Ambassador Thomas Pickering, CCLP, and the Iran Nuclear Deal

In 2015, the U.S. and other world powers reached a deal with Iran to curb the country’s nuclear ambitions — but nine months into his presidency, President Donald Trump has repeatedly threatened to drop out of the agreement that was a hallmark of his predecessor’s legacy. On Oct. 25, Ambassador Thomas Pickering visited USC to speak about the future of this deal and the impact it has had on Iran, the U.S. and the world at large.

The event was hosted by the USC Annenberg Center on Communication Leadership & Policy in association with the USC Center on Public Diplomacy, the Association of Public Diplomacy Scholars and the John Quincy Adams Society. In his opening remarks, Pickering said that he wanted to inform the audience about Iran’s nuclear background and the 2015 agreement, but also to talk about how this policy might change in the future.

“I want to talk about where we are now, what might be some of the options ahead and where they might take us,” Pickering said.

Pickering, the former U.S. Ambassador to the United Nations under President Ronald Reagan, has held numerous political roles during his long tenure as a diplomat and public servant. He was the United States Under Secretary of State for Political Affairs from 1997 to 2000, and has served as the U.S. Ambassador to Russia, India, Israel, El Salvador, Nigeria and Jordan.

At the event, Pickering described the long road that led up to the deal, from the start of Iran’s nuclear program before the 1979 revolution to the country’s ongoing negotiations with the international community. Pickering explained that while Iran insisted it needed to have some nuclear capabilities in order to generate energy, the U.S. maintained a hard line against enrichment for many years.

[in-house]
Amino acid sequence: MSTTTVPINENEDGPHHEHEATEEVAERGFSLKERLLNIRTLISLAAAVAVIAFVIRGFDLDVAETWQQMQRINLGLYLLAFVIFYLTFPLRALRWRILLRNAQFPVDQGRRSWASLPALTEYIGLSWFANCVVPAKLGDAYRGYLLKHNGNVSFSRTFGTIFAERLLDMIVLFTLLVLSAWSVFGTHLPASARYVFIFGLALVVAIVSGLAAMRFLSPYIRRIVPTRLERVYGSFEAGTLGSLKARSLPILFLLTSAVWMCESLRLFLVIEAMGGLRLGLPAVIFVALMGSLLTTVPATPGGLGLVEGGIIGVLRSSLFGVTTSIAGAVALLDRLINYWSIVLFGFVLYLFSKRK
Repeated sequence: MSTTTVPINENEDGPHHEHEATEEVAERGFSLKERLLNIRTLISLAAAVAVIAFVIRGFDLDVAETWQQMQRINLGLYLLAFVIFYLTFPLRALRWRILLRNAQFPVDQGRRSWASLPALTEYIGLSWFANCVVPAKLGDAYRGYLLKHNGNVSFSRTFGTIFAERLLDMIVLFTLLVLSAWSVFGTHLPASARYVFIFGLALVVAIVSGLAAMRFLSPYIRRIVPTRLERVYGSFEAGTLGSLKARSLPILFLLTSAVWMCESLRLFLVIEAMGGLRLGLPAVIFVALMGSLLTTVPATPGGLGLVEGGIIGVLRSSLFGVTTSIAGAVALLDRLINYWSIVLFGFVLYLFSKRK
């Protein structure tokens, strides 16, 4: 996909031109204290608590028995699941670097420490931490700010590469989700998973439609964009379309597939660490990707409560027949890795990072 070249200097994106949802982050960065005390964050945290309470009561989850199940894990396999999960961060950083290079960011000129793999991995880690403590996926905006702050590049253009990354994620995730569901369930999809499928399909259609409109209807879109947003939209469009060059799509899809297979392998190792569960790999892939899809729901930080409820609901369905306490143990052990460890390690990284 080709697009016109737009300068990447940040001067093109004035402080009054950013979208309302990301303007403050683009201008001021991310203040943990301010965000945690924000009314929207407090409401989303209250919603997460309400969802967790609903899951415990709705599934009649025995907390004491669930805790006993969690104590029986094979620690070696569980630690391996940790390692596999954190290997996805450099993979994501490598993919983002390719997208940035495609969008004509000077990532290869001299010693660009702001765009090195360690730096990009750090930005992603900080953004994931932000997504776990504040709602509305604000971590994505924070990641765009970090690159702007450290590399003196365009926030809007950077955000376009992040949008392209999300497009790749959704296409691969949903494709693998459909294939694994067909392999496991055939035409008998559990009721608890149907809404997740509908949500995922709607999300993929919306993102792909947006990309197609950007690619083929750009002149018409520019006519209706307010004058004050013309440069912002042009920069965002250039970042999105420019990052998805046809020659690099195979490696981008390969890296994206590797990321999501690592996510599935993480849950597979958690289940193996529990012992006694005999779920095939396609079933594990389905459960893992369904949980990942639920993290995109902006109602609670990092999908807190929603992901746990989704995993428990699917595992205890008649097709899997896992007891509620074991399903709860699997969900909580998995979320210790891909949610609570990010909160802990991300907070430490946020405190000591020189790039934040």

“The western side, pushed by the United States, had a constant position that Iran should not enrich at all,” Pickering said. “That might have been easier to monitor, but would you have gotten Iran to agree to it?”

The Iran Nuclear Deal in its current form was signed in 2015 by Iran, the P5+1 (five permanent members of the United Nations Security Council, plus Germany) and the European Union. It lifted certain sanctions placed on the country in response to the proliferation of its nuclear program, in return for Iran scaling back its enrichment of plutonium and other materials to ensure that it could not develop nuclear weapons.

In the terms of the deal, Iran agreed to regular inspections of its nuclear facilities and has so far complied — but the deal still engendered significant controversy in the United States, with critics arguing that it offers too many concessions and isn’t severe enough. Trump was one such critic, tweeting on the campaign trail that “the Iran deal is terrible” and promising to renegotiate it. He decertified the deal in October, citing “multiple violations” from the Iranian side — though he stopped short of withdrawing the U.S. from it, saying he will try to fix its flaws instead.

“[Trump] was not very specific in what he outlined as his concerns, although others have done so,” Pickering said. “One set of concerns involves questions that Iran is engaging in activities never considered in the agreement — everything from human rights treatment to support for organizations that we and others consider to be terrorists, as well as Iran’s continuous testing of ballistic missiles.”

The Senate and the House of Representatives now have 60 days to decide whether they will re-institute the sanctions against Iran, Pickering said. This would violate the terms of the agreement from the U.S. side, but he added that Iran could simply decide to continue to abide by the agreement made with the other six parties (the remaining P5+1 nations and the EU).

Another possibility, however, was military enforcement of Iran’s scaled-back nuclear program — which Pickering said meant that conflict was not completely off the table. And in addition, Pickering pointed out, ending the deal might have consequences in other regions of the world — like North Korea, which has steadily been building up its nuclear capabilities in a way that the U.S. would hope to curb.

“If we’re serious about moving toward an agreement on the North Korean program, you can imagine how enamored they’d be after we just broke off a similar agreement with Iran,” Pickering said. “They would certainly argue there’s no basis they would have in trusting the U.S.”